DDE exploits, which have also been known to distribute ransomware, are now delivering miners. For example, a sample of the malware detected as Trojan:Win32/Coinminer (SHA-256: 7213cbbb1a634d780f9bb861418eb262f58954e6e5dca09ca50c1e1324451293) is installed by Exploit:O97M/DDEDownloader.PA, a Word document that contains the DDE exploit. The exploit launches a cmdlet that executes a malicious PowerShell script (Trojan:PowerShell/Maponeir.A), which then downloads the trojanized miner: a modified version of the miner XMRig, which mines Monero cryptocurrency.

Other miners use reliable social engineering tactics to infect machines. Cybercriminals have been distributing a file called flashupdate, masquerading the file as the Flash Player. The download link itselfseen in spam campaigns and malicious websitesalso uses the string flashplayer. Detected as Trojan:Win32/Coinminer, this trojanized coin miner (SHA-256 abbf959ac30d23cf2882ec223966b0b8c30ae85415ccfc41a5924b29cd6bd4db) likewise uses a modified version of the XMRig miner.

Persistence mechanisms

For cryptocurrency miners, persistence is a key element. The longer they stay memory-resident and undetected, the longer they can mine using stolen computer resources. While more traditional persistence mechanisms like scheduled tasks and autostart registry entries are common, cybercriminals can also use more advanced methods like code injection and other fileless techniques, which can allow them to evade detection.

One example of coin mining malware that uses code injection is a miner detected as Trojan:Win32/CoinMiner.BW!bit (SHA-256: f9c67313230bfc45ba8ffe5e6abeb8b7dc2eddc99c9cebc111fcd7c50d11dc80), which spawns an instance of notepad.exe and then injects its code. Once in memory, it uses some binaries related to legitimate cryptocurrency miners but runs them using specific parameters so that coins are sent to the attackers wallet.

We also came across a malicious PowerShell script, detected as TrojanDownloader:PowerShell/CoinMiner (SHA-256: 5d7e0fcf45004a7a4e27dd42c131bcebfea04f14540bd0f17635505b42a96d6e), that downloads mining code that it executes using its own parameters. It adds a scheduled task so that it runs every time the computer starts.

Spreading capabilities and other behaviors

Some coin miners have other capabilities. For example, a miner detected as Worm:Win32/NeksMiner.A (SHA-256: 80f098ac43f17dbd0f7bb6bad719cc204ef76015cbcdae7b28227c4471d99238) drops a copy in the root folder of all available drives, including mapped network drives and removable drives, allowing it to spread as these drives are accessed using other computers. It then runs legitimate cryptocurrency miners but using its own parameters.

As trojanized cryptocurrency miners continue evolving to become the monetization tool of choice for cybercriminals, we can expect the miners to incorporate more behaviors from established threat types.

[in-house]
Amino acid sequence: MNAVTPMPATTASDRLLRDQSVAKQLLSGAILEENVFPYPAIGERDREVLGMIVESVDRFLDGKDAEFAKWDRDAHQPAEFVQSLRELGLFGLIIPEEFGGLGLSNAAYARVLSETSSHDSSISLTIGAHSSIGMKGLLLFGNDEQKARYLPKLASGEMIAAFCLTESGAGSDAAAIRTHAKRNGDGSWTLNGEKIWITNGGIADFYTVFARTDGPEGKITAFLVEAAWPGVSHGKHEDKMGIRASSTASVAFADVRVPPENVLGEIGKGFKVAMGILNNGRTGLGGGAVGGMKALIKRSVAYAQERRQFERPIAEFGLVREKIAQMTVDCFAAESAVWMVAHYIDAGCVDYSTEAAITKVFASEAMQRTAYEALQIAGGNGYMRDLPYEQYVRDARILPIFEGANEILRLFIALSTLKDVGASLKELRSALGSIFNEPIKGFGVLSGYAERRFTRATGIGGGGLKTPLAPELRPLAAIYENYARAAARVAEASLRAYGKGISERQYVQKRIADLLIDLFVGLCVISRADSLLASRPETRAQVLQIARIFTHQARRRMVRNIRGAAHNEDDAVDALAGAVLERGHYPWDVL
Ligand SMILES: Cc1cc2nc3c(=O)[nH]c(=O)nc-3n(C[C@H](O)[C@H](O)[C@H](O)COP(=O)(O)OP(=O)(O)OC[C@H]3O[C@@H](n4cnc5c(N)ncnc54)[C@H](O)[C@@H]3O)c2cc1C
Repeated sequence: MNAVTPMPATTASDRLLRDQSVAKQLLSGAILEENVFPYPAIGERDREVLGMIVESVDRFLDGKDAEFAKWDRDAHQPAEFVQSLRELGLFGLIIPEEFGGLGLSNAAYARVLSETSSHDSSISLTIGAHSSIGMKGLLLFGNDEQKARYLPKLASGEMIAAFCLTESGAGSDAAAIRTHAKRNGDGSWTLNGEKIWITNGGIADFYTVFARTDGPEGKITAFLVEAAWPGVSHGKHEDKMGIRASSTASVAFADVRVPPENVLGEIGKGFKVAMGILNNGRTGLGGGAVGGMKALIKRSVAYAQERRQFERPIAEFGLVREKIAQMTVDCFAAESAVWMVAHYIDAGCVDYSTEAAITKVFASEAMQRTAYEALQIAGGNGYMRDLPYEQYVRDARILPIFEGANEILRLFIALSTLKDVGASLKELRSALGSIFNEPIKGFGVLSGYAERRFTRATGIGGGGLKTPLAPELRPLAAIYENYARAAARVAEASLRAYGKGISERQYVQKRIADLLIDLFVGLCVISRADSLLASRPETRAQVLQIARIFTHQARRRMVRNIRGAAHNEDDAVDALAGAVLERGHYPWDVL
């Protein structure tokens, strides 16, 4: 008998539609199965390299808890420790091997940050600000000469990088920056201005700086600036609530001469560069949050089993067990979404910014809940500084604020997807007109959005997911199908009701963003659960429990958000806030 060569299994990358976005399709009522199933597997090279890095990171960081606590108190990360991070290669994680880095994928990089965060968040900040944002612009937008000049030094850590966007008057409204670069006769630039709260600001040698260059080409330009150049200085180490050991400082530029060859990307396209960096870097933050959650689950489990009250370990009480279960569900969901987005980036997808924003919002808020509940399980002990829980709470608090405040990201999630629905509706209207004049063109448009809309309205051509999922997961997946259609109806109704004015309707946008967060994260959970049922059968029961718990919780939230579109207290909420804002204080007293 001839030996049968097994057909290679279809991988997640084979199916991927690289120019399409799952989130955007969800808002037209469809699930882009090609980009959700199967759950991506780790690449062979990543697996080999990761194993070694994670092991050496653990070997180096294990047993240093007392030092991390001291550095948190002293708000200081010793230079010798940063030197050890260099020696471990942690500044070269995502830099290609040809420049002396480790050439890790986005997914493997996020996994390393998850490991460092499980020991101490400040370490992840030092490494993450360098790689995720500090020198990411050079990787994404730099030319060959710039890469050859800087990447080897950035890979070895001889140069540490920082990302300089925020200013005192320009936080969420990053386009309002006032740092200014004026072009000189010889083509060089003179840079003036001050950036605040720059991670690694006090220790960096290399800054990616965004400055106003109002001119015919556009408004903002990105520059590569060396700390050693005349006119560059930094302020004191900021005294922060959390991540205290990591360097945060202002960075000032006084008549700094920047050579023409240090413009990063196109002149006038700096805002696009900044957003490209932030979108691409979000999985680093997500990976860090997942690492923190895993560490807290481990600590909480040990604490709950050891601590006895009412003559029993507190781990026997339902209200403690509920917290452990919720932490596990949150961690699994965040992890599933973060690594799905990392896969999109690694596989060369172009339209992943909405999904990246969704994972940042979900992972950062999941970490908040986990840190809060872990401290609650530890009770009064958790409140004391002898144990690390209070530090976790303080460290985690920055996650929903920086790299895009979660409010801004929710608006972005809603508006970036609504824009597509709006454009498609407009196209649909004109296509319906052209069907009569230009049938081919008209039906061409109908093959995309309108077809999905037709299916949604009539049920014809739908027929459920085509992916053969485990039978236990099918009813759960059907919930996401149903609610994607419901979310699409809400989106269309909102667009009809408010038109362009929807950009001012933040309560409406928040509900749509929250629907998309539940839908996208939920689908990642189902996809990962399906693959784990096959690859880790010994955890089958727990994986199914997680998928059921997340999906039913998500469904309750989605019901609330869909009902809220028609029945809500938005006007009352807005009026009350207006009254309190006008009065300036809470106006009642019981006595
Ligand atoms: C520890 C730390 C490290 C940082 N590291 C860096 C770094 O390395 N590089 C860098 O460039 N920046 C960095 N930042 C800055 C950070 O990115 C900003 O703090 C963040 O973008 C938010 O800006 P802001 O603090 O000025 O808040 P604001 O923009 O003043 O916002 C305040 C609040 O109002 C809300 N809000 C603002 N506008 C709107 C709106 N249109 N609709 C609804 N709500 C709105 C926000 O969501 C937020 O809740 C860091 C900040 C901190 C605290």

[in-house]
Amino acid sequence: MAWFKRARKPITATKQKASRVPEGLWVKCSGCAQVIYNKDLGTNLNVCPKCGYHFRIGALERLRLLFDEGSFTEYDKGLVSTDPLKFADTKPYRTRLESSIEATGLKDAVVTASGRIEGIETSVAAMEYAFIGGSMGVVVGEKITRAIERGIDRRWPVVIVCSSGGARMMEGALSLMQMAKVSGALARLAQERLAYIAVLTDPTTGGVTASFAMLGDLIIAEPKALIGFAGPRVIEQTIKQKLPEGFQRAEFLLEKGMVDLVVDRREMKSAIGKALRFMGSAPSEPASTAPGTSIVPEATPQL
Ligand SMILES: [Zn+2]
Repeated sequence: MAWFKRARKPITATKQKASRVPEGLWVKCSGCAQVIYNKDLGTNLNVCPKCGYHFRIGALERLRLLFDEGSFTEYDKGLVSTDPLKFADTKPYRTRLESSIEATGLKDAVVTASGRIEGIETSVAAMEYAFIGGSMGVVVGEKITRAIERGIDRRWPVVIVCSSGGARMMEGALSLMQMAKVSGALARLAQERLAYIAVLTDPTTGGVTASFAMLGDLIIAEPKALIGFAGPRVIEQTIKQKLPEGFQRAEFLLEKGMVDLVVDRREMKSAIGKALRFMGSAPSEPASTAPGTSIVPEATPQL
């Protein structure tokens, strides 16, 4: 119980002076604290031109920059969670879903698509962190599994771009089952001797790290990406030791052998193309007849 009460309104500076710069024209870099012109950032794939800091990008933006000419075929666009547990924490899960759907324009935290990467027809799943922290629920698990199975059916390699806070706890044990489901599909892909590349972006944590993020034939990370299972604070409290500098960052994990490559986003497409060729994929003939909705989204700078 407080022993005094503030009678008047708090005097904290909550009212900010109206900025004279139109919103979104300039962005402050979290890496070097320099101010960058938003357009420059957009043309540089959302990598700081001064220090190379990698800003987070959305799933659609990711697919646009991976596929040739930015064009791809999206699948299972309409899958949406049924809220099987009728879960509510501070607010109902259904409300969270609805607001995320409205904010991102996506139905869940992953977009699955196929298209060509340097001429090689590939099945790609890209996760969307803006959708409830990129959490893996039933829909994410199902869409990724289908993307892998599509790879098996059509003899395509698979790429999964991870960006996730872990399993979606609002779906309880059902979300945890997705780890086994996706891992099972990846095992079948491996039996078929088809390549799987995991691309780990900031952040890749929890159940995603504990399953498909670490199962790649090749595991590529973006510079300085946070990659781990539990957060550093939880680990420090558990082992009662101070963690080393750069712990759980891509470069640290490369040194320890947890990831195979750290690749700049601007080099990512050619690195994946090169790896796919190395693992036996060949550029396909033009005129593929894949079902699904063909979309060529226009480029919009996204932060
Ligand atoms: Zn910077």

Browser-based coin miners (cryptojacking)

Coin mining scripts hosted on websites introduced a new class of browser-based threats a few years ago. The increased interest in cryptocurrencies has intensified this trend. When the said websites are accessed, the malicious scripts mine coins using the visiting devices computing power. While some websites claim legitimacy by prompting the visitor to allow the coin mining script to run, others are more dubious.

Some of these websites, usually video streaming sites, appear to have been set up by cybercriminals specifically for coin mining purposes. Others have been compromised and injected with the offending scripts. One such coin miner is hidden in multiple layers of iframes.

Figure 2. A sample coin mining script hidden in multiple layers of iframes in compromised websites

We have also seen have seen tech support scam websites that double as coin miners. Tech support scam websites employ techniques that can make it difficult to close the browser. Meanwhile, a coin mining script runs in the background and uses computer resources.

Figure 3. A sample tech support scam website with a coin mining script

Unauthorized use of legitimate coin miners

On top of malware and malicious websites, enterprises face the threat of another form of cryptocurrency miners: legitimate but unauthorized miners that employees and other parties sneak in to take advantage of sizable processing power in enterprise environments.

While the presence of these miners in corporate networks dont necessarily indicate a bigger attack, they are becoming a corporate issue because they consume precious computing resources that are meant for critical business processes. Miners in corporate networks also result in additional energy consumption, leading to unnecessary costs. Unlike their trojanized counterparts, which arrive through known infection methods, non-malicious but unauthorized cryptocurrency miners might be trickier to detect and block.